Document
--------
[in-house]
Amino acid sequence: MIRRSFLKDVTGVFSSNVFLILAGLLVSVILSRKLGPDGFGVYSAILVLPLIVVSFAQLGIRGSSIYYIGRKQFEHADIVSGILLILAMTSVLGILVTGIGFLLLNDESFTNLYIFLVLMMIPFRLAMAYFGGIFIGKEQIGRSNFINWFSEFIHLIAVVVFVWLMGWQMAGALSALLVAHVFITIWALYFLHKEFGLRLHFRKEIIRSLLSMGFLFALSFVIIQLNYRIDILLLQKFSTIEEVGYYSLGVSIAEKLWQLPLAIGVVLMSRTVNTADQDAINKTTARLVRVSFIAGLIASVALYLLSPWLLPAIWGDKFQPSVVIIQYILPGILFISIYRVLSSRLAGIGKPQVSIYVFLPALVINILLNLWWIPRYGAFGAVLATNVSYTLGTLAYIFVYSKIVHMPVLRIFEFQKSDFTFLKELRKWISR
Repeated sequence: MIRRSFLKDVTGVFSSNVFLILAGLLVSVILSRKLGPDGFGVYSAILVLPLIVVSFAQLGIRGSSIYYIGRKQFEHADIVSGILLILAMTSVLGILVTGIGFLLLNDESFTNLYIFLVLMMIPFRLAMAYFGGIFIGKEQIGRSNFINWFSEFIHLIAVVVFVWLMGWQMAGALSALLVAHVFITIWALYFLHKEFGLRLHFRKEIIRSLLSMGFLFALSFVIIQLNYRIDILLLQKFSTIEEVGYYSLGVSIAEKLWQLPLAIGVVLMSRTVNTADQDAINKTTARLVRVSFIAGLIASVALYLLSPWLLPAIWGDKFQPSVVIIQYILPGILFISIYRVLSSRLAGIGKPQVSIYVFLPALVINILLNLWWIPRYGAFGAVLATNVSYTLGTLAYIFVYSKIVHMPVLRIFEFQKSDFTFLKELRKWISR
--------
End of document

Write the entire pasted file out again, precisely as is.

[in-house]
Amino acid sequence: MIRRSFLKDVTGVFSSNVFLILAGLLVSVILSRKLGPDGFGVYSAILVLPLIVVSFAQLGIRGSSIYYIGRKQFEHADIVSGILLILAMTSVLGILVTGIGFLLLNDESFTNLYIFLVLMMIPFRLAMAYFGGIFIGKEQIGRSNFINWFSEFIHLIAVVVFVWLMGWQMAGALSALLVAHVFITIWALYFLHKEFGLRLHFRKEIIRSLLSMGFLFALSFVIIQLNYRIDILLLQKFSTIEEVGYYSLGVSIAEKLWQLPLAIGVVLMSRTVNTADQDAINKTTARLVRVSFIAGLIASVALYLLSPWLLPAIWGDKFQPSVVIIQYILPGILFISIYRVLSSRLAGIGKPQVSIYVFLPALVINILLNLWWIPRYGAFGAVLATNVSYTLGTLAYIFVYSKIVHMPVLRIFEFQKSDFTFLKELRKWISR
Repeated sequence: MIRRSFLKDVTGVFSSNVFLILAGLLVSVILSRKLGPDGFGVYSAILVLPLIVVSFAQLGIRGSSIYYIGRKQFEHADIVSGILLILAMTSVLGILVTGIGFLLLNDESFTNLYIFLVLMMIPFRLAMAYFGGIFIGKEQIGRSNFINWFSEFIHLIAVVVFVWLMGWQMAGALSALLVAHVFITIWALYFLHKEFGLRLHFRKEIIRSLLSMGFLFALSFVIIQLNYRIDILLLQKFSTIEEVGYYSLGVSIAEKLWQLPLAIGVVLMSRTVNTADQDAINKTTARLVRVSFIAGLIASVALYLLSPWLLPAIWGDKFQPSVVIIQYILPGILFISIYRVLSSRLAGIGKPQVSIYVFLPALVINILLNLWWIPRYGAFGAVLATNVSYTLGTLAYIFVYSKIVHMPVLRIFEFQKSDFTFLKELRKWISR